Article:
[CROSSREF]
  21. Zheng, K. (2016). Pozzolanic reaction of glass powder and its role in controlling alkali-silica reaction. Cement and Concrete Composites, 67, 30–38. https://doi.org/10.1016/j.cemconcomp.2015.12.008
    [CROSSREF]
  22. Nassar, R.-U.-D., & Soroushian, P. (2012). Strength and durability of recycled aggregate concrete containing milled glass as partial replacement for cement. Construction and Building Materials, 29, 368–377. https://doi.org/10.1016/j.conbuildmat.2011.10.061
    [CROSSREF]
  23. He, Z., Zhan, P., Du, S., Liu, B., & Yuan, W. (2019). Creep behavior of concrete containing glass powder. Composites Part B: Engineering, 166, 13–20. https://doi.org/10.1016/j.compositesb.2018.11.133
    [CROSSREF]
  24. Jiang, Y., Ling, T.-C., Mo, K. H., & Shi, C. (2019). A critical review of waste glass powder--Multiple roles of utilization in cement-based materials and construction products. Journal of Environmental Management, 242, 440–449. https://doi.org/10.1016/j.jenvman.2019.04.098
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  25. Kumarappan, N. (2013). Partial replacement cement in concrete using waste glass. International Journal of Engineering Research and Technology, 2(10), 1880–1883.
  26. Khatib, J. M., Negim, E. M., Sohl, H. S., & Chileshe, N. (2012). Glass Powder Utilisation in Concrete Production. European Journal of Applied Sciences, 4(4), 173–176. DOI: 10.5829/idosi.ejas.2012.4.4.1102
  27. Vandhiyan, R., Ramkumar, K., & Ramya, R. (2013). Experimental study on replacement of cement by glass powder. Int. J. Eng. Res. Technol, 2(5), 234–238.
  28. Elaqra, H. A., Al-Afghany, M. J., Abo-Hasseira, A. B., Elmasry, I. H., Tabasi, A. M., & Alwan, M. D. (2019). Effect of immersion time of glass powder on mechanical properties of concrete contained glass powder as cement replacement. Construction and Building Materials, 206, 674–682. https://doi.org/10.1016/j.conbuildmat.2019.02.110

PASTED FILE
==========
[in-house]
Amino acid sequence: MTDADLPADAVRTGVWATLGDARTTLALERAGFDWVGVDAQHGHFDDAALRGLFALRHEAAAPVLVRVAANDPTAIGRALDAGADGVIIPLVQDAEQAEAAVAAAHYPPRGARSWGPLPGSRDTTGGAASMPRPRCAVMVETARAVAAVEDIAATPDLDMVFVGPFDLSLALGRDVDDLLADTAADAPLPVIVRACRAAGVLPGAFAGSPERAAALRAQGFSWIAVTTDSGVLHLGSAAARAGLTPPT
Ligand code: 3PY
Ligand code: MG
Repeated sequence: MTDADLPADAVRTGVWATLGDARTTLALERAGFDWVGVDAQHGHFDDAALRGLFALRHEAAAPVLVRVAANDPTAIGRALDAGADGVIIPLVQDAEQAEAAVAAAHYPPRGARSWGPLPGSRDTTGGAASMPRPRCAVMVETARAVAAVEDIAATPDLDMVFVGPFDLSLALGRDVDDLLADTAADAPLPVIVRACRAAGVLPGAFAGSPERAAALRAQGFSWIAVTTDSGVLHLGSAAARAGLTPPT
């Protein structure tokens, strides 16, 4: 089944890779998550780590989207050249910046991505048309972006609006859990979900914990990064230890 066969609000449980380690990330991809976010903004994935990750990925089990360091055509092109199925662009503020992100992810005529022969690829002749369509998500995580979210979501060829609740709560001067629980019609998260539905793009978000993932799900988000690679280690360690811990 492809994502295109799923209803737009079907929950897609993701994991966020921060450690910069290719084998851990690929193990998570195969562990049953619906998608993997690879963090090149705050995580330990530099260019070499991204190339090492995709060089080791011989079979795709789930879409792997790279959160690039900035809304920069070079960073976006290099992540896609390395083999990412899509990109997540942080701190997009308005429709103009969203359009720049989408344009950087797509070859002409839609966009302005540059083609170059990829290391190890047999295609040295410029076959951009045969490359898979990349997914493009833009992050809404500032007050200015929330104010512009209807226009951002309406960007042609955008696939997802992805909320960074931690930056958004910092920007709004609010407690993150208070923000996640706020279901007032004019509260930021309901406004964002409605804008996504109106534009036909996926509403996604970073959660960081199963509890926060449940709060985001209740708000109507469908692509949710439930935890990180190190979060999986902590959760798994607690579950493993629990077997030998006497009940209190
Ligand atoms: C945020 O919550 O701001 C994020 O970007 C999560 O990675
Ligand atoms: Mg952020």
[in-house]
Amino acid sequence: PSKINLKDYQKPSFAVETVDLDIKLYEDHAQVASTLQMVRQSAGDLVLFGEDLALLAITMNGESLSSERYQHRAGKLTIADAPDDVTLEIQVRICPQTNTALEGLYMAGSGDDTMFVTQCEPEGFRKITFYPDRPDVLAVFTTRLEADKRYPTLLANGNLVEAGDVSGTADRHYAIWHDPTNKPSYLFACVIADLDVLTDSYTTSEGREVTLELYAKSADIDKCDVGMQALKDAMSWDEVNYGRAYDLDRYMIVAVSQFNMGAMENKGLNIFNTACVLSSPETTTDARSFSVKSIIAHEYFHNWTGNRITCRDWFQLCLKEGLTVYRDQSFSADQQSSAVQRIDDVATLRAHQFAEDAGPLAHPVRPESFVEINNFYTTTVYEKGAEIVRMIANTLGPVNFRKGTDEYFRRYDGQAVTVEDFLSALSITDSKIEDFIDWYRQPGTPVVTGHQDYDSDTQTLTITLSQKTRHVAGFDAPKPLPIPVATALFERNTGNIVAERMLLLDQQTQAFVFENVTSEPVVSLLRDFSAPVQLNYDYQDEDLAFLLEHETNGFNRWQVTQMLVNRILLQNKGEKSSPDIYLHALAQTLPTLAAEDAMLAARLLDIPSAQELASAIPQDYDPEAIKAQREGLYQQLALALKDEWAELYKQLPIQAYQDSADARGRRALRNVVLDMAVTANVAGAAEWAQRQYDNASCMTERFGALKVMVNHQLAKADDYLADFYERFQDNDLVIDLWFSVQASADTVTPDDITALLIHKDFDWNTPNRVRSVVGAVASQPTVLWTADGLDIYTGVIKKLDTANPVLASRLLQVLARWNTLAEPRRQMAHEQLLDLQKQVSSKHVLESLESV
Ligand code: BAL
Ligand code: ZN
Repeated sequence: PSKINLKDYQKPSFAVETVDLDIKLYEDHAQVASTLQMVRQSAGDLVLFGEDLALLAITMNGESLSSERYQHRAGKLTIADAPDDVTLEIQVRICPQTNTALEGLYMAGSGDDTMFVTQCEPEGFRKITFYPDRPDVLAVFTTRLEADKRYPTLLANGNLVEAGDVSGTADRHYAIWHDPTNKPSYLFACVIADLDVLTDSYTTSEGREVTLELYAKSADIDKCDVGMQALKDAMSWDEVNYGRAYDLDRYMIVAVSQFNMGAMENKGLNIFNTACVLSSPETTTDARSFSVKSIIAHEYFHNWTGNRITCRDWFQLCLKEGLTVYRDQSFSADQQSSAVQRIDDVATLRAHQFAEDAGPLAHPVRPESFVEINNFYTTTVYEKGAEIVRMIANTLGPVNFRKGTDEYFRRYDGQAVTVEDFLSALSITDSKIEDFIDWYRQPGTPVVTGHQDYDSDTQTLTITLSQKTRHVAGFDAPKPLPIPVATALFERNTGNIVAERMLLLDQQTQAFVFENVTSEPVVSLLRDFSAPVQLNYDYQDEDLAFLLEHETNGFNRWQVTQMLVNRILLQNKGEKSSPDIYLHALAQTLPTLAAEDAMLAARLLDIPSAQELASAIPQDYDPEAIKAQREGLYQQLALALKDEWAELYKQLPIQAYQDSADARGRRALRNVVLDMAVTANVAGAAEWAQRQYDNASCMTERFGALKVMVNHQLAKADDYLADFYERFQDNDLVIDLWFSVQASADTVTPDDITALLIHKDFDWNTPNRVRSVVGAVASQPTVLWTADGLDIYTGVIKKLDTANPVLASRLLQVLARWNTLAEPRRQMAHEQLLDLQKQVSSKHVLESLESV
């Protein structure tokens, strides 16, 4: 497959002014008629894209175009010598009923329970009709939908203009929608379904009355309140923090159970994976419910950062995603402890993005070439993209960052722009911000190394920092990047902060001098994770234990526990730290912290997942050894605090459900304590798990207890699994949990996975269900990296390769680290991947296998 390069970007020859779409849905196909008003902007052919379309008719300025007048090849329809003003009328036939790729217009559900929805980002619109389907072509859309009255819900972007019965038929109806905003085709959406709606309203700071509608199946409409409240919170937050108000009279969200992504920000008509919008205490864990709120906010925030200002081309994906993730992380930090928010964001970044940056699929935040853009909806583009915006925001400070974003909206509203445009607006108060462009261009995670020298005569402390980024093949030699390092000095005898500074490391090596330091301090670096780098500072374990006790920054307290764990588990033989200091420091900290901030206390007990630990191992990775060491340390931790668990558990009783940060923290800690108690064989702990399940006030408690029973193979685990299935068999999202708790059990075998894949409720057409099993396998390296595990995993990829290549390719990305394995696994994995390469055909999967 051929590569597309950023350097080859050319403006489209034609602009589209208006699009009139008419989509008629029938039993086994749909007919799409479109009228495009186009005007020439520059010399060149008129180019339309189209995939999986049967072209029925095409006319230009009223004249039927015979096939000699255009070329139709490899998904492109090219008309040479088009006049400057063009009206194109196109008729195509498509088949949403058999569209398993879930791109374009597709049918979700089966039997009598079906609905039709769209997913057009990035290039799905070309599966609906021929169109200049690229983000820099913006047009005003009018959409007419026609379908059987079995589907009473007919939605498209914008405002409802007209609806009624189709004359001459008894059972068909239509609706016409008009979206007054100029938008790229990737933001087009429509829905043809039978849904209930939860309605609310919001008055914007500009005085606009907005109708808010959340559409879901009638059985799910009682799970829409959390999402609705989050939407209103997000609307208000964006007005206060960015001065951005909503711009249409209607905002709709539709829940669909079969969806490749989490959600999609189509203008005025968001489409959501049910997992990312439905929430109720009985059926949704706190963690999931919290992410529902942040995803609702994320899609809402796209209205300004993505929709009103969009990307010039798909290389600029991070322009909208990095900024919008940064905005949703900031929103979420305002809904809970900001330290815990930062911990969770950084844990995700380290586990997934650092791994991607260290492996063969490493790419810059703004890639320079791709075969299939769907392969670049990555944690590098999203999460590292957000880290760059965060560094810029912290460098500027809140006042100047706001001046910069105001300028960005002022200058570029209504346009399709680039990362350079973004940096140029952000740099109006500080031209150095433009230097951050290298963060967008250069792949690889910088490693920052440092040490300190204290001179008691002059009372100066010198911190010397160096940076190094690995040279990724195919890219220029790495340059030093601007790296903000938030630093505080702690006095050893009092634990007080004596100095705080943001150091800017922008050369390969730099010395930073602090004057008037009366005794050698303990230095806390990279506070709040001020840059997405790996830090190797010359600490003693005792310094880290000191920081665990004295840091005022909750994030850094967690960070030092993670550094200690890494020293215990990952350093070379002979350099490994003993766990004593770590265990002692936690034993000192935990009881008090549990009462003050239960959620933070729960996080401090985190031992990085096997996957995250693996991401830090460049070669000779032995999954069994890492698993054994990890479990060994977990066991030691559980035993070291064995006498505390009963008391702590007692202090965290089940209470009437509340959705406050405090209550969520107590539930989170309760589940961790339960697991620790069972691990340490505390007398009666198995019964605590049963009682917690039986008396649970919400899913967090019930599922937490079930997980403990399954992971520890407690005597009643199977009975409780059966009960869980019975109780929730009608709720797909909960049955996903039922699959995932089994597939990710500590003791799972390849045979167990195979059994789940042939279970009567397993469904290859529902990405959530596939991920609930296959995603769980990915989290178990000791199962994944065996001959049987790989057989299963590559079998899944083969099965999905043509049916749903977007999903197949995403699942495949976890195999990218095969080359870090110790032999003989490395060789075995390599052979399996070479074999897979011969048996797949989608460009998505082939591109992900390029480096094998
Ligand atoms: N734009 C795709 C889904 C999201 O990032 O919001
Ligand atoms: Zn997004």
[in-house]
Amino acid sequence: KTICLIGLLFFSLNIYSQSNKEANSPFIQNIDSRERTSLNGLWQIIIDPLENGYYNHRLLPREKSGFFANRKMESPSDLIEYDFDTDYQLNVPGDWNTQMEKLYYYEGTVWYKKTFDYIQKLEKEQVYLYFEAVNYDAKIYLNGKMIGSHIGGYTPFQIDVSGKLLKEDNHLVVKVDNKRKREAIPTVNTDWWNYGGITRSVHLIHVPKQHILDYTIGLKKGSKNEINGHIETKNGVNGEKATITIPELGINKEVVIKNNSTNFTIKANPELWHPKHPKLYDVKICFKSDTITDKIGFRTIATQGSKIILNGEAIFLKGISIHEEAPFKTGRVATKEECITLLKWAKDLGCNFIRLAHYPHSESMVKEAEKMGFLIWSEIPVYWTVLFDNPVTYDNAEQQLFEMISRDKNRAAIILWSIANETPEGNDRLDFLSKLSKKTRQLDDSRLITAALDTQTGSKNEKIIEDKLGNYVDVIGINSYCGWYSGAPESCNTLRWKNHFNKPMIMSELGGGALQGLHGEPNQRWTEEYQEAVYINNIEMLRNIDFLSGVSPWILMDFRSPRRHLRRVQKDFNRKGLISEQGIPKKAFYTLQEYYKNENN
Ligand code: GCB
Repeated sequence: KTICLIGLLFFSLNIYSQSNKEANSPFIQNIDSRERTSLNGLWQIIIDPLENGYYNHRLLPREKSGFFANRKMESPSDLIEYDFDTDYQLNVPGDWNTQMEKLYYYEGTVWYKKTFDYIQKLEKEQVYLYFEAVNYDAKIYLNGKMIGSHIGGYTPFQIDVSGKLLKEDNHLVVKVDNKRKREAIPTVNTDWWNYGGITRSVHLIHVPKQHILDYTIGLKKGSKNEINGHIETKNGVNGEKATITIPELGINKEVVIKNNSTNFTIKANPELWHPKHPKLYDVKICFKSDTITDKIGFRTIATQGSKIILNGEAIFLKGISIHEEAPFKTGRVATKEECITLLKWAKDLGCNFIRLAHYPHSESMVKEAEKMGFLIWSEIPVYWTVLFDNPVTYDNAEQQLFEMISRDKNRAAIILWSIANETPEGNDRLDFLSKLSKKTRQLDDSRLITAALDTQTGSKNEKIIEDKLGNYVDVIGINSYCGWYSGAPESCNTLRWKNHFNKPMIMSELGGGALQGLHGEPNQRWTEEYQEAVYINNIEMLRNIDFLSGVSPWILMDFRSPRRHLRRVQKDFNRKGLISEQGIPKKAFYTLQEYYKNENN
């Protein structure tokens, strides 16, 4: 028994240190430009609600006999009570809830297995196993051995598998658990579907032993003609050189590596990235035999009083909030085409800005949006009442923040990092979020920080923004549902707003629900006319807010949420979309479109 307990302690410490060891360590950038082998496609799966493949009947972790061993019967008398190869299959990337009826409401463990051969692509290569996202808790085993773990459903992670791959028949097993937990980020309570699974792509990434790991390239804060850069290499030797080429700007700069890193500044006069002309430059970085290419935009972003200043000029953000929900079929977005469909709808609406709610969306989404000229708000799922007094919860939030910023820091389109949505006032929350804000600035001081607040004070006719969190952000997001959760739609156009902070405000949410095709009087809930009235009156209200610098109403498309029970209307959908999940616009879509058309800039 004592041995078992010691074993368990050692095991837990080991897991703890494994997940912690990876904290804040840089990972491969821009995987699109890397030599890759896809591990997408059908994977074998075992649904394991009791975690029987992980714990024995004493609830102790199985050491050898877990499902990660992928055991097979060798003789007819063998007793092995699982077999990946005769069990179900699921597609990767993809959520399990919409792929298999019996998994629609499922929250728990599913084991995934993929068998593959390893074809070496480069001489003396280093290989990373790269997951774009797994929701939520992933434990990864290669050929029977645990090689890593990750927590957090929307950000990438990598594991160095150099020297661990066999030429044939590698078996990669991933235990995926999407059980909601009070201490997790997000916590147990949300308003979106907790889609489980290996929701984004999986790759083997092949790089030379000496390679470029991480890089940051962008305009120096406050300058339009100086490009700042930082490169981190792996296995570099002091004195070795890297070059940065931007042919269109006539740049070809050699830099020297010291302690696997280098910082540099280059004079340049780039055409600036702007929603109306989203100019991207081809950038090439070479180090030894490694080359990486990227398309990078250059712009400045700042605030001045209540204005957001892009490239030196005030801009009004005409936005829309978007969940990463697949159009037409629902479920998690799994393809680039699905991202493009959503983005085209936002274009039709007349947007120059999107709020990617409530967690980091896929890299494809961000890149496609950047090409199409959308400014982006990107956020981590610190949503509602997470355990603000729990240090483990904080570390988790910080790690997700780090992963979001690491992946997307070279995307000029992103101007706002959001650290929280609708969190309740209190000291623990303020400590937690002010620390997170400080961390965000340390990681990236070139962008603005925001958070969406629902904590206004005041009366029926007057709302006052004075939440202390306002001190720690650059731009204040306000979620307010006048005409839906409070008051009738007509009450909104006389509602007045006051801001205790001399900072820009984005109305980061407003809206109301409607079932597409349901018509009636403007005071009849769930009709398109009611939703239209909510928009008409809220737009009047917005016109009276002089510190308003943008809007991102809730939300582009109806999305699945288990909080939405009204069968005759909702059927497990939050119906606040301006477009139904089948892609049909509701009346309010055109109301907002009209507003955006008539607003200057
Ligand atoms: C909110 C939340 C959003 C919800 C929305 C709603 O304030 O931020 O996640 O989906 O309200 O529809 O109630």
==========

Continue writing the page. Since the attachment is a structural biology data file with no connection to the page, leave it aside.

[CROSSREF]
  29. Naaamandadin, N. A., Abdul Aziz, I. S., Mustafa, W. A., & Santiagoo, R. (2020). Mechanical Properties of the Utilisation Glass Powder as Partial Replacement of Cement in Concrete. In Z. Jamaludin & M. N. Ali Mokhtar (Eds.), Intelligent Manufacturing and Mechatronics, 221–229. Singapore: Springer Singapore. https://doi.org/10.1007/978-981-13-9539-0_23
  30. Omran, A. F., D.-Morin, E., Harbec, D., & Tagnit-Hamou, A. (2017). Long-term performance of glass-powder concrete in large-scale field applications. Construction and Building Materials, 135, 43–58. https://doi.org/10.1016/j.conbuildmat.2016.12.218
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  31. Nassar, R. U. D., & Soroushian, P. (2011). Field investigation of concrete incorporating milled waste glass. The Journal of Solid Waste Technology and Management, 37(4), 307–319. https://doi.org/10.5276/JSWTM.2011.307
    [CROSSREF]
  32. ASTM C618-15, Standard Specification for Coal Fly Ash and Raw or Calcined Natural Pozzolan for Use in Concrete, ASTM International, West Conshohocken, PA, 2015, www.astm.org. DOI: 10.1520/C0618-15
  33. ASTM C136 /C136M-14, Standard Test Method for Sieve Analysis of Fine and Coarse Aggregates, ASTM International, West Conshohocken, PA, 2014, www.astm.org. DOI: 10.1520/C0136_C0136M-14.
  34. ASTM C33 /C33M-13, Standard Specification for Concrete Aggregates, ASTM International, West Conshohocken, PA, 2013, www.astm.org. DOI: 10.1520/C0033_C0033M-13.
  35. ASTM C192 /C192M-15, Standard Practice for Making and Curing Concrete Test Specimens in the Laboratory, ASTM International, West Conshohocken, PA, 2015, www.astm.org. DOI: 10.1520/C0192_C0192M-15.
  36. ASTM C469 /C469M-14, Standard Test Method for Static Modulus of Elasticity and Poisson’s Ratio of Concrete in Compression, ASTM International, West Conshohocken, PA, 2014, www.astm.org. DOI: 10.1520/C0469_C0469M-14
  37. ASTM C39 /C39M-15a, Standard Test Method for Compressive Strength of Cylindrical Concrete Specimens, ASTM International, West Conshohocken, PA, 2015, www.astm.org. DOI:10.1520/C0039_C0039M-15A
  38. ASTM C496 /C496M-11, Standard Test Method for Splitting Tensile Strength of Cylindrical Concrete Specimens, ASTM International, West Conshohocken, PA, 2004, www.astm.org. DOI:10.1520/C0496_C0496M-11
  39. ASTM C78 /C78M-15a, Standard Test Method for Flexural Strength of Concrete (Using Simple Beam with Third-Point Loading), ASTM International, West Conshohocken, PA, 2015, www.astm.org. DOI:10.1520/C0078_C0078M-15A
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FIGURES & TABLES

Figure 1.

XRD patterns for GP used in the study

Full Size   |   Slide (.pptx)

Figure 2.

(a) Particle size distribution curves of cement, GP-A, and GP-B, (b) waste glass powder after milling and cement used in the study

Full Size   |   Slide (.pptx)

Figure 3.

Grain size distribution for aggregates according to ASTM C33 limits. (a) sand and (b) gravel

Full Size   |   Slide (.pptx)

Figure 4.

Flowchart of the experimental program

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Figure 5.